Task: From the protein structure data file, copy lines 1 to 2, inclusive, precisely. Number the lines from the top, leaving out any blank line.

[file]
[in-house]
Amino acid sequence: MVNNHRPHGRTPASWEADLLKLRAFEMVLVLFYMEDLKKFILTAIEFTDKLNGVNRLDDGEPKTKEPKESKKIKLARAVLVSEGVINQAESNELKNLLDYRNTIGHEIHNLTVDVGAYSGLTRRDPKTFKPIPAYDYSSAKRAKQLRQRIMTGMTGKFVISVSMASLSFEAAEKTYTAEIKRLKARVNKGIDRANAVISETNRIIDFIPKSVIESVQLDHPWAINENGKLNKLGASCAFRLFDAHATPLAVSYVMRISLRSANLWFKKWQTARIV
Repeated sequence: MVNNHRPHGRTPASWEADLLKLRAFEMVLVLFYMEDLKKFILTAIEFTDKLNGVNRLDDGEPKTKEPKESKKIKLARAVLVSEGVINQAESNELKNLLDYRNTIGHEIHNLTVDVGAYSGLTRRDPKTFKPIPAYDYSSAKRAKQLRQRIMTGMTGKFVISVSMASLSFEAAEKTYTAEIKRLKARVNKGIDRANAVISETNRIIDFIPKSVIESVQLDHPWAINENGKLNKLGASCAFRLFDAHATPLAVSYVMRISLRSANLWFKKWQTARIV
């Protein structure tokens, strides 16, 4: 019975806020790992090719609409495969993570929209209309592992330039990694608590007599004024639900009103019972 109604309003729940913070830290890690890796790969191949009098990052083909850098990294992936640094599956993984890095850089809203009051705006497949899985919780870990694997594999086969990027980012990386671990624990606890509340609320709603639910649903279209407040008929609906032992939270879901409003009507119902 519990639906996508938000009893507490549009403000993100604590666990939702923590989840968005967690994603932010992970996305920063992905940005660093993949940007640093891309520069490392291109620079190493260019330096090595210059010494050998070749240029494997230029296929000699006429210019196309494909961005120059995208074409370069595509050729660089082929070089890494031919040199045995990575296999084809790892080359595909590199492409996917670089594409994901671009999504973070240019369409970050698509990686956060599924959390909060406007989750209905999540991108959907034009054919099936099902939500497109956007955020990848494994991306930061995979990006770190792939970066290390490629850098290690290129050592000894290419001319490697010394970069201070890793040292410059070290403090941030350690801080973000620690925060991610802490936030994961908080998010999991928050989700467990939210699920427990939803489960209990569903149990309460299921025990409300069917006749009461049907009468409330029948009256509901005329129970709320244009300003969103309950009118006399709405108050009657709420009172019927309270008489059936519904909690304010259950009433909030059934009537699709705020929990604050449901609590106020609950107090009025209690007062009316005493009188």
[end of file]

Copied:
[in-house]
Amino acid sequence: MVNNHRPHGRTPASWEADLLKLRAFEMVLVLFYMEDLKKFILTAIEFTDKLNGVNRLDDGEPKTKEPKESKKIKLARAVLVSEGVINQAESNELKNLLDYRNTIGHEIHNLTVDVGAYSGLTRRDPKTFKPIPAYDYSSAKRAKQLRQRIMTGMTGKFVISVSMASLSFEAAEKTYTAEIKRLKARVNKGIDRANAVISETNRIIDFIPKSVIESVQLDHPWAINENGKLNKLGASCAFRLFDAHATPLAVSYVMRISLRSANLWFKKWQTARIV